Yesterday, Matt and I went up to the Silverado Country Club in Napa and relaxed poolside for a couple of hours with Wally and Angie and the kids. It was fun to be back up there, as I haven't been there since I was a kid. I felt really nostalgic remembering being there and all the fun we had when we were little. I thought about my Dad a lot yesterday. He has been gone for 20 years now.
Shawn, Matt and I went to a party tonight to celebrate the 20 year anniversary of our gym being opened. There was music, dancing and lot's of food and drink. It was really fun to see people we knew, and kind of sad to see how many people we did not know. I recognized a lot of people, but didn't know them to even strike up a conversation with. It was mostly a people watching party and sometimes those are the most fun of all.
Monday, September 28, 2009
Wherever you are, be there totally. If you find your here and now intolerable, and it makes you unhappy, you have three options: remove yourself from the situation, change it, or accept it totally. Eckhart Tolle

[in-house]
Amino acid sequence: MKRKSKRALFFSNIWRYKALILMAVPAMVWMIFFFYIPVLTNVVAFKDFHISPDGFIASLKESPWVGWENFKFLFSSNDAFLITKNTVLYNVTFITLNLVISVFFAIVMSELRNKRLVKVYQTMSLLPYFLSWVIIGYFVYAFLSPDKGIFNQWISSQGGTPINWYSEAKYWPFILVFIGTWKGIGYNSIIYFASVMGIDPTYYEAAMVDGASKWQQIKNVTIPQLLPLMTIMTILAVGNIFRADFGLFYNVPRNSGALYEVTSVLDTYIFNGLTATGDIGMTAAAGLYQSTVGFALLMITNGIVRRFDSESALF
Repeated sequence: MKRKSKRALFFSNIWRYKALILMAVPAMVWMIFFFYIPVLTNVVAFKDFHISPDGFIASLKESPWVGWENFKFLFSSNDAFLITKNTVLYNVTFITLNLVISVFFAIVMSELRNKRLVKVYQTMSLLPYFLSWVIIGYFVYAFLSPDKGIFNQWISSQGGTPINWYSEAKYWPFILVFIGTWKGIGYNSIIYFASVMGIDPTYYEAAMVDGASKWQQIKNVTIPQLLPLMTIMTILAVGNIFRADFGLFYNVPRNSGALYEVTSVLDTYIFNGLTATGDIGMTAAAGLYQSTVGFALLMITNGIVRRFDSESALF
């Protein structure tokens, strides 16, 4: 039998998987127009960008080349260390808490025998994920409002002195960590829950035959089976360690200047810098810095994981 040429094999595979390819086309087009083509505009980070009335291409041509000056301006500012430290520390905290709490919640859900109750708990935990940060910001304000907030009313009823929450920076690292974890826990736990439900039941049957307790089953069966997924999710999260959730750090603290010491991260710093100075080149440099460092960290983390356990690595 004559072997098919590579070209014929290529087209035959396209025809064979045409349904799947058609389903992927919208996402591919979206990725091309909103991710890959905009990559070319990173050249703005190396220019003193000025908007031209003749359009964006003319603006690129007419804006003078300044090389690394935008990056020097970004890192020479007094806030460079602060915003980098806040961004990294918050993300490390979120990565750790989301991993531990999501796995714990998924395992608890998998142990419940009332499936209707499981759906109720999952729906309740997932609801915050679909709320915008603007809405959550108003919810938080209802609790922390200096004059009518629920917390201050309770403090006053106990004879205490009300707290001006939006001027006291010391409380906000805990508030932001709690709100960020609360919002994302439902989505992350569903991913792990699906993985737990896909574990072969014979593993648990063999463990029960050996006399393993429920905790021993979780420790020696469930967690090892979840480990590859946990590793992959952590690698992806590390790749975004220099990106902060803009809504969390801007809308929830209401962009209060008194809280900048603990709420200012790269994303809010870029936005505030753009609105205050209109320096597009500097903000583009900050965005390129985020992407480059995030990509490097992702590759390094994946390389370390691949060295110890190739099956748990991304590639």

Thursday, September 24, 2009
Seriously, I am serious! Being laid up is a total drag. I am not a daytime TV person and I hate to say that I am getting up close and personal with Dr. Oz and Court tv. Life is a drag when you are caged up.
Yesterday I went to the Doctor expecting him to give me the okay to start swimming. But no, he redressed my foot and didn't take out the sutures and said, I'll see you in two weeks. Wow, two more weeks of bathing in a bathtub with my foot in the air! Two more weeks of no swimming, no driving, no nothin honey. Oh, well, it's all good. I am trying to keep a good attitude and suck it up.